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Review: Palmer Johnson's 135' "Dragon"

Discussion in 'Palmer Johnson Yacht' started by YachtForums, Mar 19, 2008.

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  1. Palmer Johnson 135' "Dragon"
    Slaying the Seven Seas

    Review by Capt. Chuck Gnaegy​

    Dragon, the fine lady herself making her U.S. debut, flaunts a spirited, highly artistic quality
    which sets her apart from other luxury yachts, both inside and out. The 2nd new launch in PJ’s
    Sport Yacht series, her sweeping 135’ exterior design is so advanced – she is Showtime personified.​

    As an outstanding, even iconic, luxury yacht, Dragon will likely become a much imitated model of exterior and interior design. Perhaps a surrogate Mona Lisa, as it were, admired and coveted by every viewer at the first ardent glimpse of her 21st Century smile. First in this Palmer Johnson advanced series was Waverunner, shown at Cannes and Monaco; but vastly different in color and surpassed in interior design by the scintillating Dragon.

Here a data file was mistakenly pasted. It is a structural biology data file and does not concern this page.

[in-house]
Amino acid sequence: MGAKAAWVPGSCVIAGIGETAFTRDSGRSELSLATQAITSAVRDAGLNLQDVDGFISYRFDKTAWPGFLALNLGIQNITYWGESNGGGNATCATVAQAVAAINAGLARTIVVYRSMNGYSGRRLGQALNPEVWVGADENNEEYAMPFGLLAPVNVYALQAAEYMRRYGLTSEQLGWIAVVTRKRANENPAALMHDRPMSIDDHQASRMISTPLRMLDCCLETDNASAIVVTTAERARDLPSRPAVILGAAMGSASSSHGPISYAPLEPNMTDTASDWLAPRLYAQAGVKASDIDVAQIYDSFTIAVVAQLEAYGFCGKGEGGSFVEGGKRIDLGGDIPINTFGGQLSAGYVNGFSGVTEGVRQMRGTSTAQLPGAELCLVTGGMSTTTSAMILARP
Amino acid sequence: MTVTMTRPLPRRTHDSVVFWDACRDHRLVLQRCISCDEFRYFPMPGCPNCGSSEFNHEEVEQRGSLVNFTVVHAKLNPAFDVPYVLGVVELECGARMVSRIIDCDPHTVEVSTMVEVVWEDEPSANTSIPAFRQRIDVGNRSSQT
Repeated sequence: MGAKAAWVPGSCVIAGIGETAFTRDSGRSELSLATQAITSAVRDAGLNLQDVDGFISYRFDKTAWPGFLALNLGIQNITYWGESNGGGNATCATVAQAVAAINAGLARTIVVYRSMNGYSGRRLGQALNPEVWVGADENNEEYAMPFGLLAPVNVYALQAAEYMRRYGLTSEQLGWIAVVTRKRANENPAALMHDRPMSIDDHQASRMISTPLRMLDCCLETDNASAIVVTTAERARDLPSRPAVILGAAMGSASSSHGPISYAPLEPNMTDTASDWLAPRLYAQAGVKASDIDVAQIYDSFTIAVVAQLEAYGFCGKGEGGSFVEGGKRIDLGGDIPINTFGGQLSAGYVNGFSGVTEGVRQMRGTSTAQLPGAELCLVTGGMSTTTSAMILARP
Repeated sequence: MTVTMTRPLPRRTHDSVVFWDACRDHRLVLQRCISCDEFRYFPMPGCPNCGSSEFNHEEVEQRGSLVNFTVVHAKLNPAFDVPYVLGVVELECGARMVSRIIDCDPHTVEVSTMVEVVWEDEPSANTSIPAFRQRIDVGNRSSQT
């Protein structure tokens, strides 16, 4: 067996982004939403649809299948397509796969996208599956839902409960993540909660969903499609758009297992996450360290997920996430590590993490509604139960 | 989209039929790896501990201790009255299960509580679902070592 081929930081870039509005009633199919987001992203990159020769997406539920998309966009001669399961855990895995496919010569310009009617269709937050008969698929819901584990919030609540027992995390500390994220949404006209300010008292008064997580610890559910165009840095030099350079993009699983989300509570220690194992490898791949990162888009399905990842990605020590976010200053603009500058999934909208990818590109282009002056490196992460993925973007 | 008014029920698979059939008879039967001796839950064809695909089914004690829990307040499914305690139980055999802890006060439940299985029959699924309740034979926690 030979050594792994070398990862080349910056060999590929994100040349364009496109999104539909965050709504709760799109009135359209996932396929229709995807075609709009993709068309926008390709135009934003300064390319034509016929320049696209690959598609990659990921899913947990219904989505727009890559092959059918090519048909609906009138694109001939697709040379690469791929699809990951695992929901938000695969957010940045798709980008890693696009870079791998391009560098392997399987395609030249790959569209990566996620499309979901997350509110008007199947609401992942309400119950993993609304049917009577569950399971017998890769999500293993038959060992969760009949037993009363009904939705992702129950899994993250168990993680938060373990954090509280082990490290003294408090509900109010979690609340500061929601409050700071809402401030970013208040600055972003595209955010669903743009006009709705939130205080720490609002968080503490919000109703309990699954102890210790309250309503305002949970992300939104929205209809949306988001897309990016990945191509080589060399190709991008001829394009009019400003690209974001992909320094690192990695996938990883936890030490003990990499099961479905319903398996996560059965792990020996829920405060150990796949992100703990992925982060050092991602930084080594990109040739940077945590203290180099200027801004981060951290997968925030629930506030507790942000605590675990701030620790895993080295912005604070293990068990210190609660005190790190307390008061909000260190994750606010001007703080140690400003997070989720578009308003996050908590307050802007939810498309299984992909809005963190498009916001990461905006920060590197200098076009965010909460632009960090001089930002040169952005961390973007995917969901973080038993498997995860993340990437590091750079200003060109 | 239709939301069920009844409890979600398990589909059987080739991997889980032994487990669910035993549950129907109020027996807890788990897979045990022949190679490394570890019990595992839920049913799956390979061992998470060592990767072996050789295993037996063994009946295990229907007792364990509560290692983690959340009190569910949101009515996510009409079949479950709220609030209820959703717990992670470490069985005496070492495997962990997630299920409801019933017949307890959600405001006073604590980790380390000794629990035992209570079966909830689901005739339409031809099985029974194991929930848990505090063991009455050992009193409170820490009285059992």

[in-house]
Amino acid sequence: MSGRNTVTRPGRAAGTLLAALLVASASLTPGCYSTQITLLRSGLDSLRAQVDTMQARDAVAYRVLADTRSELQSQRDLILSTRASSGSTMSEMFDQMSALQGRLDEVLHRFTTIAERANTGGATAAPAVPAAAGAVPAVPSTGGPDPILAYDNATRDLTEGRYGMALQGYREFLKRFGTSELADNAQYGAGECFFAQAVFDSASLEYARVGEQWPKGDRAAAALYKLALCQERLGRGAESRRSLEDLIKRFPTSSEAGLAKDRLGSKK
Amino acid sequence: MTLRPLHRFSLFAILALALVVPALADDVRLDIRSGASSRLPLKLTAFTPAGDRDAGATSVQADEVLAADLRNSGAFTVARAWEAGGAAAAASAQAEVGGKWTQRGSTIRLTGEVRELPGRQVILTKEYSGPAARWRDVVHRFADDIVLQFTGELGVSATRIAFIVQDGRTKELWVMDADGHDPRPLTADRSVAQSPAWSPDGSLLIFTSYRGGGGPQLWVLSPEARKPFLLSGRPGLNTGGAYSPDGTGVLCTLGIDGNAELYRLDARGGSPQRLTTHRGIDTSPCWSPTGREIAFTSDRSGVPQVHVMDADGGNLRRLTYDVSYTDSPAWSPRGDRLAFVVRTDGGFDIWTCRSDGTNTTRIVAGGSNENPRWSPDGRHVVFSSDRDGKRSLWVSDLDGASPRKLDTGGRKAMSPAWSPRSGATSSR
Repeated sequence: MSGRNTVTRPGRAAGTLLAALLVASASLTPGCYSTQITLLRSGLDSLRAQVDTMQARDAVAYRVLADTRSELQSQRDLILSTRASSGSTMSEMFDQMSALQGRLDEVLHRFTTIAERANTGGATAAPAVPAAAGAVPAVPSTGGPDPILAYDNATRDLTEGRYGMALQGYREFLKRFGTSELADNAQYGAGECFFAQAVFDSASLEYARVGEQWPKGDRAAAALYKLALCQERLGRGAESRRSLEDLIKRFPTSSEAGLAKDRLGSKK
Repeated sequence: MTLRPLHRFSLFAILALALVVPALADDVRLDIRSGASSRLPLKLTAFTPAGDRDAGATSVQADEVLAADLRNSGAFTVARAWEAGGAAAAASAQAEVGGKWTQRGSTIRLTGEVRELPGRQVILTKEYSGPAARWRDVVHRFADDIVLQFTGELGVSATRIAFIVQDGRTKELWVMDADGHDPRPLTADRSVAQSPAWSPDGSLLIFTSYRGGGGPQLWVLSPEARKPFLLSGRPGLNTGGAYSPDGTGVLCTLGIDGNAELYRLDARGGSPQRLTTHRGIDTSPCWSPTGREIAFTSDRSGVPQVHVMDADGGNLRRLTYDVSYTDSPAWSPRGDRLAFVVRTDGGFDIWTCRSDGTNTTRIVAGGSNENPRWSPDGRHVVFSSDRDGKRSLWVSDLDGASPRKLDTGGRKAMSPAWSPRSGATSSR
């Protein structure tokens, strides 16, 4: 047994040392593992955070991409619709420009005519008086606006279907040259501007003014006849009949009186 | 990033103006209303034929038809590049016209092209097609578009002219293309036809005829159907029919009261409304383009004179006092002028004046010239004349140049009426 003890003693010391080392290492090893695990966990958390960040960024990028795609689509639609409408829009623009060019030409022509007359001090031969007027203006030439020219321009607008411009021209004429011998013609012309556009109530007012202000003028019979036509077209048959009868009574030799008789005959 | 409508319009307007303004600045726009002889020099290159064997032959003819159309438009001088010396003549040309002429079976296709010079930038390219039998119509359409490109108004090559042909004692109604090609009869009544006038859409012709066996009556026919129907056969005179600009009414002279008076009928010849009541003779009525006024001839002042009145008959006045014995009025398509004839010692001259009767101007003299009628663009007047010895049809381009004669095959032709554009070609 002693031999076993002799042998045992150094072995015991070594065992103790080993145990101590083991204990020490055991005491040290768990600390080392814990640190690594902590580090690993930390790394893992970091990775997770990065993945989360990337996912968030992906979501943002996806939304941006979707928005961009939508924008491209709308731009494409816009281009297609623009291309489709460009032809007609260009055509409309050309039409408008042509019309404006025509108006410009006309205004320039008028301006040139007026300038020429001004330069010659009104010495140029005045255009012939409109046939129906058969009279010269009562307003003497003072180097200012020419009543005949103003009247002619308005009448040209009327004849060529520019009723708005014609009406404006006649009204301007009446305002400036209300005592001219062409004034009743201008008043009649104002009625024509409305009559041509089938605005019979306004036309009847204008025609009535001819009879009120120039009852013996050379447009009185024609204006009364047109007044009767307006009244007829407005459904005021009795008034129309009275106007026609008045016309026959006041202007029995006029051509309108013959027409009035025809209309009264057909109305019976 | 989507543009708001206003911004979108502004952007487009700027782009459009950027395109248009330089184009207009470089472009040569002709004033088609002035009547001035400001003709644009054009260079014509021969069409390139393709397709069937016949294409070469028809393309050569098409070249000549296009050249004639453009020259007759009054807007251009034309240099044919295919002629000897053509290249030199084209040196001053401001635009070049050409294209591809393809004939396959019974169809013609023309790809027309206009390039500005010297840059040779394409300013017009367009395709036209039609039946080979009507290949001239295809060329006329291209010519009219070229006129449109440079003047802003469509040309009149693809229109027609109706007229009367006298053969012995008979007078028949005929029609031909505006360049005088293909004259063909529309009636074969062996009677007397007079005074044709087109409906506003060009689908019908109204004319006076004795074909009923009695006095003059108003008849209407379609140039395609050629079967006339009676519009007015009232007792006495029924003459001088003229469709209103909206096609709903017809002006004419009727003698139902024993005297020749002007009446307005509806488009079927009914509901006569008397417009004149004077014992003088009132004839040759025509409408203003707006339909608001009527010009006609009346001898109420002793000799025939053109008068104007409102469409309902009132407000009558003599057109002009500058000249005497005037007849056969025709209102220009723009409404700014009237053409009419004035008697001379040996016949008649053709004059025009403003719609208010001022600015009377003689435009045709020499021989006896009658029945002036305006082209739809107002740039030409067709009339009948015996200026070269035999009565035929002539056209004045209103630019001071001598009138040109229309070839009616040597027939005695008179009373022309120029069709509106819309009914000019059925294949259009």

Dragon is actually the dreamwork of Palmer-Johnson president Mike Kelsey, who suffered a serious knee injury at MIBS, but remained on-hand to greet a seemingly endless line of guests. In between, Mike took time to share PJ's sport yacht philosophy and in particular, Dragon's build. Mike’s father, Mike Kelsey Sr. is largely credited with developing Palmer Johnson into a megayacht legend. Mike Jr. had been an employee of the company for many years. Prior to his departure during some difficult financial years for the company, he vowed to return to the yacht building business due to his concern for the workers in Sturgeon Bay. For more than 150 years, these craftsmen launched ships into the Great Lakes, finishing over 250 boats with the skills and expertise that has made Palmer Johnson into an American icon. Mike Jr. seized the opportunity to purchase and expand Palmer Johnson's in the early 2000’s and turn Palmer Johnson back into one of America's premier yacht builders. Mike Jr. is credited with resurrecting the company and arranging the financial restructuring that has allowed Palmer Johnson to continue building on its successes, elevating his company to the top rank it deserves.